An innovative way to display data tracked over the last decade in Afghanistan is now available and shows trends in violence against journalists in Afghanistan alongside contextual information about regional violence and corruption.
Available at http://data.nai.org.af, the reports were compiled by Nai, an Afghan media development and vocational education agency, and displayed visually though a partnership with Development Seed, a U.S. based communications agency with a focus on geographic mapping. The effort is part of the USAID-funded Afghanistan Media Development and Empowerment Project, which is implemented by the media development organization Internews.
Journalists in Afghanistan work under extremely difficult circumstances and routinely face violence, threats, and intimidation that prevent them from carrying out their work. The new dynamic map visualizes the challenges journalists face and allows other civil-society organizations and the public to interact with the data.
“This interactive map enables us to tell the story of the struggles journalists face daily in Afghanistan, reaching potentially millions of people across the world at a glance,” said Mujeeb Khalvatgar, director of Nai. “Prior to this, our detailed records of threats against journalists were published in reports and through radio, but could not reach so many people so quickly, or convey the message so simply and succinctly.”
Moving the cursor over the map gives users the historical trend for a particular area where an attack has occurred. Data can be filtered by year, and viewed by province. The site also provides easily accessible information on the number of attacks, the media organization, gender of those targeted, and a safety index.
“With this ability to better analyze the situation, we hope that the site also enables collaborations and networking to occur between Afghanistan's civil-society organizations, and helps create links between the media sector and broader civil society,” said Eric Gunderson, president of Development Seed, who worked with Nai and Internews in Kabul on the mapping project. Nai hopes to launch parallel platforms in Dari and Pashtun in the future.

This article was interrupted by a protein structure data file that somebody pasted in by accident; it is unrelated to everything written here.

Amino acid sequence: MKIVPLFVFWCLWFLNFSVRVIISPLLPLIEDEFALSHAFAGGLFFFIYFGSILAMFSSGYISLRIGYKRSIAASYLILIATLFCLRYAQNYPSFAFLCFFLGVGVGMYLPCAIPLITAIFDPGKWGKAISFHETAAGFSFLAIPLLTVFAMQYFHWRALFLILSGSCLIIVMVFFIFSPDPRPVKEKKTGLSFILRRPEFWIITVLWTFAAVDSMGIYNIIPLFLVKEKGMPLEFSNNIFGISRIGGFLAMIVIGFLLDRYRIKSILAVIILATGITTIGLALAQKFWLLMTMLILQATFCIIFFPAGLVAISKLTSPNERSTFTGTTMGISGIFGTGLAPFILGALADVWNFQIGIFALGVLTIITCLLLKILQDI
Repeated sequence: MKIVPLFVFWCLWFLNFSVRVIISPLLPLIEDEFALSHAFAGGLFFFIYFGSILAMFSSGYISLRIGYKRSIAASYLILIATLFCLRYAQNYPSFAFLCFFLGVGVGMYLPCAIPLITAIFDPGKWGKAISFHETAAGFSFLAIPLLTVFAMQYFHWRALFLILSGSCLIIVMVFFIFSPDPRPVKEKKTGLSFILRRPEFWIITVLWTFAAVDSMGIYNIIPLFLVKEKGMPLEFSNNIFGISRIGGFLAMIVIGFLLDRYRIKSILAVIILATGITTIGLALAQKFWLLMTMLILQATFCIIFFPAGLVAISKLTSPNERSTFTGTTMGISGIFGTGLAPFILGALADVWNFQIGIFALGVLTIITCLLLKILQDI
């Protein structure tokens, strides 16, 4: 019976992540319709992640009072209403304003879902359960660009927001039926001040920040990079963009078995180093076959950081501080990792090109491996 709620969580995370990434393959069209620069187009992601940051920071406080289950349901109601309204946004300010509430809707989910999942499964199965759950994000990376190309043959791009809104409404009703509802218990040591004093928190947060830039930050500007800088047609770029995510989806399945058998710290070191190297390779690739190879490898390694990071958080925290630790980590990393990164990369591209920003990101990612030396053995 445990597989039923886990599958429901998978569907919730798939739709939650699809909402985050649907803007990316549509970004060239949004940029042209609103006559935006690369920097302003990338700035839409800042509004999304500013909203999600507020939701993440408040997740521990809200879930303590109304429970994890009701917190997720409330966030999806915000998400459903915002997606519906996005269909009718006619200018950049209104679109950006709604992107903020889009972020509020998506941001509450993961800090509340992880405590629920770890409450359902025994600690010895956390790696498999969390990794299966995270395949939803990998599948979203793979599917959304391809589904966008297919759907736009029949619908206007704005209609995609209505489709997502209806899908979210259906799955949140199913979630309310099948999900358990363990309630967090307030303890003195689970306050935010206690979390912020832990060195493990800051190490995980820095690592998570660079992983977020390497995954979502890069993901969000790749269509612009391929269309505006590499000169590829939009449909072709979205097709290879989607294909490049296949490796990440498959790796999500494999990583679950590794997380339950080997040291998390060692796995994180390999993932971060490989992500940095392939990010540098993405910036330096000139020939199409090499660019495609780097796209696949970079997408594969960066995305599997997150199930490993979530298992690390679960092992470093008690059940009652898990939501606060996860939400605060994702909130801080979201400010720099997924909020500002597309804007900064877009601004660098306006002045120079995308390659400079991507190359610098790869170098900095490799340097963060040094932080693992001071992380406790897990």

“One of the greatest success stories of Afghanistan is the emergence of its vibrant media from the days when the country was in an information blackout just a decade ago,” said Internews Chief of Party Jan MacArthur. “The dedication of journalists to cover Afghanistan’s important stories is humbling in light of the dangers that this new mapping tool clearly shows they face every day.”
To extend the life of the data, any news outlet, blog, or organization can embed maps from the project, along with interactive features, into any website. A small blue scissor icon on each map provides the necessary code, and is found in the upper left-hand corner of http://data.nai.org.af/. The original source data is also available to anyone from the website, and the site and mapping functionality were built with open source tools. Internews and Development Seed are also working with Afghan media innovation partners such as AIMS, Gandeeray, Pajhwok, and Tik-Tak to develop the skills of their web and information technology leaders in using these new media tools.